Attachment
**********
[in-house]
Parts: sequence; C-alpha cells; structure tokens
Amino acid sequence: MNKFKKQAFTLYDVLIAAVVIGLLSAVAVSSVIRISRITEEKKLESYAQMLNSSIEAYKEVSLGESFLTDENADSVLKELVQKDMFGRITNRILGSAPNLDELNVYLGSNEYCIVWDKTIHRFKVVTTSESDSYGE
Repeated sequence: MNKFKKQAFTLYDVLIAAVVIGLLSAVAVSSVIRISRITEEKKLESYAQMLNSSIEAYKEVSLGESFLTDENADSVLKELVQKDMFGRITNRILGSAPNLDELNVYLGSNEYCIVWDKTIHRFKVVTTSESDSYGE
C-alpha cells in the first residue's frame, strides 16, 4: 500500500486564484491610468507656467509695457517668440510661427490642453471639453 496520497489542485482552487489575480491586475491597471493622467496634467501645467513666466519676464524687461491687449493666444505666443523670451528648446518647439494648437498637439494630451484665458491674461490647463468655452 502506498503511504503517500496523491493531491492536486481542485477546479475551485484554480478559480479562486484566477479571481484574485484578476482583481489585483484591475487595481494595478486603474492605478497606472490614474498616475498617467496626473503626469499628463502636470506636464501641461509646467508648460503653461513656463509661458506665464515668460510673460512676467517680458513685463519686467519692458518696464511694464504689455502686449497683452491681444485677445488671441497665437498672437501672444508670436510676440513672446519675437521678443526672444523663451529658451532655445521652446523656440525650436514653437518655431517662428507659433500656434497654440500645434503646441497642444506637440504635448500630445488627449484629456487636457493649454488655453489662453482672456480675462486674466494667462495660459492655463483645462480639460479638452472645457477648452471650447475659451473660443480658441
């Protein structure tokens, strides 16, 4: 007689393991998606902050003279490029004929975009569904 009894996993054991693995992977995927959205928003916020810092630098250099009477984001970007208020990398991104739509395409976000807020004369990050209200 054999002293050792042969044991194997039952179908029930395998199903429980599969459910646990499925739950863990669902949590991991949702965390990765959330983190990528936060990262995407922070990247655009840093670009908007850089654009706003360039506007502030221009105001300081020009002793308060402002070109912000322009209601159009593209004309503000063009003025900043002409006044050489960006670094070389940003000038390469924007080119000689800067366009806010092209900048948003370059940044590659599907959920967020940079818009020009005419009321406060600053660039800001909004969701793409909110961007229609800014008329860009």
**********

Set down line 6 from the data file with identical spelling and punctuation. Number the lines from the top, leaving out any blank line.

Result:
């Protein structure tokens, strides 16, 4: 007689393991998606902050003279490029004929975009569904 009894996993054991693995992977995927959205928003916020810092630098250099009477984001970007208020990398991104739509395409976000807020004369990050209200 054999002293050792042969044991194997039952179908029930395998199903429980599969459910646990499925739950863990669902949590991991949702965390990765959330983190990528936060990262995407922070990247655009840093670009908007850089654009706003360039506007502030221009105001300081020009002793308060402002070109912000322009209601159009593209004309503000063009003025900043002409006044050489960006670094070389940003000038390469924007080119000689800067366009806010092209900048948003370059940044590659599907959920967020940079818009020009005419009321406060600053660039800001909004969701793409909110961007229609800014008329860009």